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‘Forget Paris’ (PG-13)

By Desson Howe
Washington Post Staff Writer
May 19, 1995

"Forget Paris," Billy Crystal's second directorial indulgence, is another chirrupy installment in the comedian's ongoing ode to his wisecracking charms.

While on a trip to France, Crystal—as a basketball referee to whom controversial decisions and one-liners come easily—flips for airline executive Debra Winger. Torn between spending quality time in a grown-up relationship or blowing the whistle at Shaq, Spud and Sir Charles (whose real presence provides the only fun in the movie), he tries to pack charming, romantic and quippy into one endearing Billy Crystal package.

If movies were basketball games, he'd be penalized for reaching. In a labored, story-within-a-story format, Crystal's sportswriter-friend Joe Mantegna sits down to dinner with fiancee Cynthia Stevenson. As they wait for their friends (including Richard Masur, Julie Kavner and Cathy Moriarty) to join them, Mantegna begins relating the Crystal-Winger romance. Through the magic of the movies, we go back to where it all began.

Honoring his dead father's wishes to be buried in France, Crystal flies the coffin to Paris only to discover at the airport that it has been misplaced. While he waits for his Dad's cadaver to turn up, he meets Winger, whose job it is to deal with such customer problems. The coffin shows up, Crystal asks her out, and a romantic montage in Paris is born.

Crystal works in his patented post-Borscht Belt sentimental strain whenever possible—the way, for instance, his hands are lost in the long sleeves of a borrowed dinner jacket. "It's in there somewhere," he shrugs when he shakes Winger's hand. Then there's the tragicomic statements he utters between quips. "Put him on his stomach," Crystal retorts when asked to identify his father's body, "because I'm used to seeing him walk away." This movie has such a naked desire to evoke the human condition, you want to throw a blanket over it.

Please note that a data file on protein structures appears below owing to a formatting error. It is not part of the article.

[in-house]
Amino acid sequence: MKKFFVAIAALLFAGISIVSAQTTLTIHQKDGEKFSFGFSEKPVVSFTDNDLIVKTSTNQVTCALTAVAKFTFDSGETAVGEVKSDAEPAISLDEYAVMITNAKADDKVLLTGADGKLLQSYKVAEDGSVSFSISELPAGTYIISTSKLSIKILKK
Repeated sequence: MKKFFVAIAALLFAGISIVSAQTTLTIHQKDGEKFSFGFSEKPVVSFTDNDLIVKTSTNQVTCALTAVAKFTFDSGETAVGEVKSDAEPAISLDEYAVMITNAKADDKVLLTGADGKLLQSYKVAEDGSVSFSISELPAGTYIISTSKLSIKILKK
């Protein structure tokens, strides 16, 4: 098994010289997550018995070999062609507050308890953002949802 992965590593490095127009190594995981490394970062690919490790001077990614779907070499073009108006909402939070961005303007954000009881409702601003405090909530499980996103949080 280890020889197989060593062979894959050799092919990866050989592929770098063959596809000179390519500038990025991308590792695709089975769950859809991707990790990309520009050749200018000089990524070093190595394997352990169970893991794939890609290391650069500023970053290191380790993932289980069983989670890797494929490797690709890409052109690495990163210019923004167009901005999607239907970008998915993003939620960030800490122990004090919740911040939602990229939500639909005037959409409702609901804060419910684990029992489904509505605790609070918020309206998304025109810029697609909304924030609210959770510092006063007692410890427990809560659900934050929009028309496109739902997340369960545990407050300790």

Giddy love, this savvy comedy would have us know, is just the beginning. The Crystal-Winger union in America—in which Winger waits at home while Crystal goes on the road—has its ups and downs. The ups include a wacky escapade in which Winger walks into a vet's office with a pigeon stuck to her face. Explaining what connection this completely gratuitous scene has to the story would take a phone call to screenwriters Crystal, Lowell Ganz and Babaloo Mandel.

The downs, well, that's most of the movie. Let's just say, it's the dullest romance since "Blue Lagoon II." But to diners Mantegna, Masur and Kavner (all pals of Crystal), the saga is so compelling, they fight for the right to tell Stevenson the story.

"Oh come on, let me tell this part!" honks Kavner like Marge Simpson out on the town.

"May I finish this?" demands Masur.

The magic is obviously working on Stevenson, who begins to moan and sob sympathetically like someone clean out of medication. It becomes very clear that these people need two things: to place their orders and to get a life.

FORGET PARIS (PG-13) — Contains minor profanity, sexual situations and, in one particularly scary moment, Crystal's shirtless body.

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